Don’t ever stop educating yourself. Don’t ever stop staying informed of the current issues of your potential clients and customers. Read, evaluate, learn, and jump in with both feet. You will eventually start to see progress in your learning curve. What would have happened to history if ol’ Abe had given up after the first few failures? I’m sure it would be a completely different story. If one door closes, another door opens in the pathway to success so keep your eyes open.

3. I Don’t Know Where To Start

With so many avenues of business appearing out of nowhere in the online business world, it can be confusing at times to know exactly what starting point you should attempt. If you continually watch competitors, how big their audience is, or how engaged they are with their customers, it can be intimidating.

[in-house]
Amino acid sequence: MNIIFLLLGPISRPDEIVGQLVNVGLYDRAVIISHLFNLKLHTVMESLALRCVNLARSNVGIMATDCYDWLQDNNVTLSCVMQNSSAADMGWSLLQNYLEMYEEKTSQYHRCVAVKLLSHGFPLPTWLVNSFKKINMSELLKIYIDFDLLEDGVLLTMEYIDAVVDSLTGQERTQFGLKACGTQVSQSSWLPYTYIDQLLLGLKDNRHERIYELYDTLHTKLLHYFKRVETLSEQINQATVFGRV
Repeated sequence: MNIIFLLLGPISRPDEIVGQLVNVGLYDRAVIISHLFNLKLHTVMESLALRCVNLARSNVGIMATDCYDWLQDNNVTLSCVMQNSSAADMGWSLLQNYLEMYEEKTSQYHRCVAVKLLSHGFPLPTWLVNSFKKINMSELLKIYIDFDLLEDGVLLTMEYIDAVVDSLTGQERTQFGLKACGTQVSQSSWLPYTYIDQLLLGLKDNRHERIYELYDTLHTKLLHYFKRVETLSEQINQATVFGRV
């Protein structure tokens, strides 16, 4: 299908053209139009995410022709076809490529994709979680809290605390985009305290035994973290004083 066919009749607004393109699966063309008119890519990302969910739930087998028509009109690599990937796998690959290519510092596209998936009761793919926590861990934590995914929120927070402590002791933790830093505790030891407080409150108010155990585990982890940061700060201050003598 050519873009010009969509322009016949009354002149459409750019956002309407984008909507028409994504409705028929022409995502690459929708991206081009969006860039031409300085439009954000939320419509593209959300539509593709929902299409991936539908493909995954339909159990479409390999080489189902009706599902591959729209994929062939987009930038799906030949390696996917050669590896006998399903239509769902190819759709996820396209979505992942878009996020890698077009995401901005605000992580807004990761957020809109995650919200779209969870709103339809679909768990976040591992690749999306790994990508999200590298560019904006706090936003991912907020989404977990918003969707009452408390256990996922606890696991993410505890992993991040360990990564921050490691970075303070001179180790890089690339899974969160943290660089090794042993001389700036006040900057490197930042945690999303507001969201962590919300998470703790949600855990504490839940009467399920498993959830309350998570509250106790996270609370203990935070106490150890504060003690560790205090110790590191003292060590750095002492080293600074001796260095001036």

Normally when you focus on others, you compare yourself to them and if you have 200 followers on Facebook and your competitor has 200,000, that’s a big wallop to the confidence level. It’s important to focus on what YOU are wanting out of your business idea.

Solution: Make Three Lists

If you’re coming against the “I Don’t Know Where To Start” wall in your business idea, Mr. Nerney suggests you pick a path and give it a try. Of course this needs to be something you’re passionate about or something you can bring value and quality to your customers or audience.

  • List 1 – Sit down and make a list of the talents you can bring to the table to a preferred customer. Do you write well? Are you great at building relationships? Are you a good communicator? Write those traits down.